CINCINNATI, OH (FOX19) - The repeal of "don't ask, don't tell" is already making an impact in the Tri-State as recruiters change their policies for enlistment and the gay community celebrates the step toward equal rights.
"If someone gave their sexual preference out to us [before the repeal] we were not allowed to enlist them at that time," Marine recruiter Kenneth Jacob explained. "But as of now that's all out the window."
"Coming out, the benefits far outweigh the negatives," argued Xavier Professor Steve Yandell who is the faculty advisor for the Xavier's LGBT group Alliance. "The idea of not having to hide, or lie, or live a double life are so freeing that people, the country as a whole are just tired of that kind of deception."
Even though his dad was a military man, Yandell never felt like it was an option for him because he was gay. "Fortunately I think this means that service members simply don't have the fear of being kicked out for something that has nothing to do with their performance in the job," Yandell said.
"I find the most highly qualified men and women to put into the United States Marine Corp," Jacob said. "Doesn't matter sexual preference."
As an advocate for equal rights, Yandell knows the fight is not over. "I think we're going to find that bigotry remains in the same way racism exists, sexism exists, heterosexism exists," he said.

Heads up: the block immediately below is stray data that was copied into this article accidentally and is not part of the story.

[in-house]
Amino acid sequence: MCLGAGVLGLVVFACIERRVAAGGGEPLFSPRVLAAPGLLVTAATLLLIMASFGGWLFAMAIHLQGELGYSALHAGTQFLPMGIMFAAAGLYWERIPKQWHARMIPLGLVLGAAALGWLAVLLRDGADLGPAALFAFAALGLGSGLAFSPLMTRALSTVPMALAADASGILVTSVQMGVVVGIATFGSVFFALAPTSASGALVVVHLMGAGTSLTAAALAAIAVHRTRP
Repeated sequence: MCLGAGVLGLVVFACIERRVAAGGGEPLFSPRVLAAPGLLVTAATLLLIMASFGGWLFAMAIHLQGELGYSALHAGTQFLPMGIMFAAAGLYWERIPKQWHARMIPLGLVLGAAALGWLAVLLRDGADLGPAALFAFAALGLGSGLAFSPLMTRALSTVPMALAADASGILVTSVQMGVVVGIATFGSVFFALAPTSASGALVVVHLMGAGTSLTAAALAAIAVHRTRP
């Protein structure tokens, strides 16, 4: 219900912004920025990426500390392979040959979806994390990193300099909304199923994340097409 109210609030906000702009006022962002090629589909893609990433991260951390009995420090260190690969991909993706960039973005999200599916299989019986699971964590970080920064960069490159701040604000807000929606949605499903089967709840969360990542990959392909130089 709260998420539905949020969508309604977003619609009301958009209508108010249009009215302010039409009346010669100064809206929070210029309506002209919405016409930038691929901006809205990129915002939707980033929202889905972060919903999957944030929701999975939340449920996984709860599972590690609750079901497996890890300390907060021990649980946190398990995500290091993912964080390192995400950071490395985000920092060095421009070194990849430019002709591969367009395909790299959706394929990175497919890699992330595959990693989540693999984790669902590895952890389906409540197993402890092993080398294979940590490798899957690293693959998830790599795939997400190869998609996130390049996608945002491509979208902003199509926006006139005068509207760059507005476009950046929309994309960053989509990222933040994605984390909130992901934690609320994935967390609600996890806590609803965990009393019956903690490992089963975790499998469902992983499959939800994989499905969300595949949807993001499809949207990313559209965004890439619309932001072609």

For Kenneth Jacob though, there is not any room for gray area, an order is an order including the repeal of 'don't ask don't tell'.
"We're United States Marines so we take that step in a forward direction and we don't mess around," Jacob said. "We get the job done."
For many in the gay, lesbian, bisexual, and transgender community the real change will not come with a uniform, however, but from the acceptance that grows within the men and women who wear them.
"One of the important things to remember is that laws can be made and repealed all of the time," Xavier Alliance president Carlos Garcia said. "If we want to make change we have to make change within ourselves and with others."
"As a human species we will continue to find ways where there are differences and we don't like each other," Yandell acknowledged. "But we'll move forward as well so I feel ultimately very optimistic."
Despite the repeal, many believe it is up to individual service members to decide whether or not to share their sexual preference.
"That's ultimately a private decision I think," Yandell said.
"I personally think more identification of people in the military of people who identify with LGBT would be excellent, however, it is an individual choice," agreed Garcia.
"You don't have to say anything about your sexual preference in any nature," Jacob said. "And we're not going to ask you about it."